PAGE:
Recipe: Fried Dough

Contributing Editor Tony Traficante fries up one of the most beloved (and delicious!) Italian treats.

This article and recipe are written by Tony Traficante.

Have you tried fried dough? Delicious, right? But you don’t know where they came from? They are found all over the world. But, for all we know, the Italians may have been the first to discover the technique…

In our dialect, they’re called ‘pettuli’ (phonetically speaking). Other Regions of Italy call them by different names. Typically, they were made for the Christmas holidays and on special occasions…but frankly, my dear, they are a treat anytime.

Don’t even speak of the caloric count. “They’ll make me fat!” “Aaah cari.” In this case, understand the words of the old-timers, “Eh, ma chi se ne frega?”

So, ‘fuhgeddaboudit’ (your diet, that is) and try them. Simple to make…

Not many ingredients are needed. You can fry them in a regular or electric skillet. Any bread or pizza dough recipe, will do. If you don’t have one, one is below; or sneak off to the local grocery store and buy their frozen dough. It works.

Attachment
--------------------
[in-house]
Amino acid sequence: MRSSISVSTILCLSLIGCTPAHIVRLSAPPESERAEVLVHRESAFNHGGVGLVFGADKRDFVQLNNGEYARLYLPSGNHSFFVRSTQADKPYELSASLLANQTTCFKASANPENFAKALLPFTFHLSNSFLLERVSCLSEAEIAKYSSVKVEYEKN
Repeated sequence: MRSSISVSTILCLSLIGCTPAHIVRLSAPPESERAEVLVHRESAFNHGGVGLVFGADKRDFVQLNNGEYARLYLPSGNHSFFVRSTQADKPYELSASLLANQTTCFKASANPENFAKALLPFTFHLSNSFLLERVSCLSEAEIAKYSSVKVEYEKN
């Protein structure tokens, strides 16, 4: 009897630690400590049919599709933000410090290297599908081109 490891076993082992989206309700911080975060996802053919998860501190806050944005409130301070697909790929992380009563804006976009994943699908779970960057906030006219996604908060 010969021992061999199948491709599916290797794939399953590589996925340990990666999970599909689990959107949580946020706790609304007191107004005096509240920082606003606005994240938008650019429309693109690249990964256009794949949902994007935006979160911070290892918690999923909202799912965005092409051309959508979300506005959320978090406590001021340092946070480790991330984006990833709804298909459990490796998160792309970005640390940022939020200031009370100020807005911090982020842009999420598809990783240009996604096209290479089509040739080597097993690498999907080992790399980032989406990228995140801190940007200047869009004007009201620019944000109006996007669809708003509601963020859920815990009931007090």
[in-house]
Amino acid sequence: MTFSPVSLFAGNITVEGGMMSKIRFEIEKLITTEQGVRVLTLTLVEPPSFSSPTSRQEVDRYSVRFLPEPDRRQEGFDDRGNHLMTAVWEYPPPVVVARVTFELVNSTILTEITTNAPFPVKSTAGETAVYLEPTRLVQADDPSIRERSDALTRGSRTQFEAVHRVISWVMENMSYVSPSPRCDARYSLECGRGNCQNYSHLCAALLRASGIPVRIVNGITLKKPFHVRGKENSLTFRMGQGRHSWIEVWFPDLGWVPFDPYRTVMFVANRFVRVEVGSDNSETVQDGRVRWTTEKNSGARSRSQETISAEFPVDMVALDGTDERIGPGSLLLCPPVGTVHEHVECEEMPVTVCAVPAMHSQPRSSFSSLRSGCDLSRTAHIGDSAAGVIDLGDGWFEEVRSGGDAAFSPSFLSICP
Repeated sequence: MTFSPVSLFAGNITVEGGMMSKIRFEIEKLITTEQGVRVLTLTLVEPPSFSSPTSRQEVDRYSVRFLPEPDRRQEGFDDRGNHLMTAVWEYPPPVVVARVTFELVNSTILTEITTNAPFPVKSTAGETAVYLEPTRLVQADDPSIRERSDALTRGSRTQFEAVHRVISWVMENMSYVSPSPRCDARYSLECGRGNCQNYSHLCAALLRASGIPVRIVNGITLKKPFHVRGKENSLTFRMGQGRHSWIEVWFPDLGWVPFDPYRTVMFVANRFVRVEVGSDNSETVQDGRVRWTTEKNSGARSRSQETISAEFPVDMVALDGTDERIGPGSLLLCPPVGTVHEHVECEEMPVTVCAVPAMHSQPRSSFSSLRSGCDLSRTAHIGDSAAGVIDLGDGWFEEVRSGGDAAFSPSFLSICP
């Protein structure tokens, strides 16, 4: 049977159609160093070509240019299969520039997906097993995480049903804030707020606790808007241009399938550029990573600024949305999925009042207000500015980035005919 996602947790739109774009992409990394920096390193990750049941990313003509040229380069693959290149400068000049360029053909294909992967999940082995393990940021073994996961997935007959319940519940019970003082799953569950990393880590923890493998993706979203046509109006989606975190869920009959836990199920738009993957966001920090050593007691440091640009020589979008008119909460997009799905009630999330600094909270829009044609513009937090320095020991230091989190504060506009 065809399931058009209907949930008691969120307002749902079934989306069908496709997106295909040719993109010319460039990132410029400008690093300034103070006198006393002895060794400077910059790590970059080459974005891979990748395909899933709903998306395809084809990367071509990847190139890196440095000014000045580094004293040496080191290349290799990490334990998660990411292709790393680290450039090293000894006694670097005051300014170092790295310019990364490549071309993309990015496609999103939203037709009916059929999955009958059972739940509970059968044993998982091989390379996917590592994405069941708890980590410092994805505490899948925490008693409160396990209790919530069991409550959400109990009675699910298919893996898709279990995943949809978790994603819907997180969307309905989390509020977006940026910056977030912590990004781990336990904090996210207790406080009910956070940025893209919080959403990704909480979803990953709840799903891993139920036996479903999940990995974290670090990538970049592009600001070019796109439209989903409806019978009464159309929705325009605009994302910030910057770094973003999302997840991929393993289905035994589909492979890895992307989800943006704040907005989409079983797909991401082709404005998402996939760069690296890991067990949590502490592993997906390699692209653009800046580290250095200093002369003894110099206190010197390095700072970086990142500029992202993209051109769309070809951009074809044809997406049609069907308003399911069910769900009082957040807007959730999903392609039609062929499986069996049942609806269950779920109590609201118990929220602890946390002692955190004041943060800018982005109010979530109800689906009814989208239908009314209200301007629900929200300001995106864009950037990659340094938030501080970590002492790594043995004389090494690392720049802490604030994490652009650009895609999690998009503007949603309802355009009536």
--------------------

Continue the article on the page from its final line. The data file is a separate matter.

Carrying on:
Best to start with a small portion of dough; later you can double, triple or quadruple it to infinity.

Dough Mix


  • 5 cups of unbleached all-purpose flour
  • 2 tablespoons of dry east (2 packets)
  • 2 tablespoons of sugar
  • About a teaspoon of salt
  • 2 cups of warm water
  • 1/4 cup of olive or vegetable oil

Mixing Directions:

  • Mix 4 cups of the flour, plus yeast, sugar and salt into a bowl.
  • Pour in the warm water and oil; mix until combined; it will be sticky.
  • Now, add the remaining flour, a little at a time, until dough is no longer sticky.
  • Knead with hands (good exercise) until dough is elastic and smooth.
  • Cover it and let rise for about an hour, or until it doubles.

*Punch down again before using!

If you prefer your fried dough plain, you are ready to go! But…if you like a little more ‘pleasure’ from them, make a portion with anchovies (buonissimo!), or even raisins. Be sure to mix these additions into the dough, as part of the ingredients, before frying.

Prepare to Fry

  • Pluck off (or roll out) the dough at about 1/2 inch thickness and 3-4 inches in length.
  • Dough dollops can be any design: round, irregular, flat, or twisted — your choice!
  • Heat the oil in the skillet (don’t drown em — just enough oil to fry one side then another).
  • When the oil is hot, (not smoking!), carefully drop the dough into the oil.
  • When both sides are browned, place them on a paper towel, to drain.

*Note: If you like granulated sugar sprinkled over the plain ones (as some people do), do it now…before they cool.

There you have it! Delicious fried treats sure to please! And, as you eat them, remember this:

A chi ha fame è buono ogni pane.”

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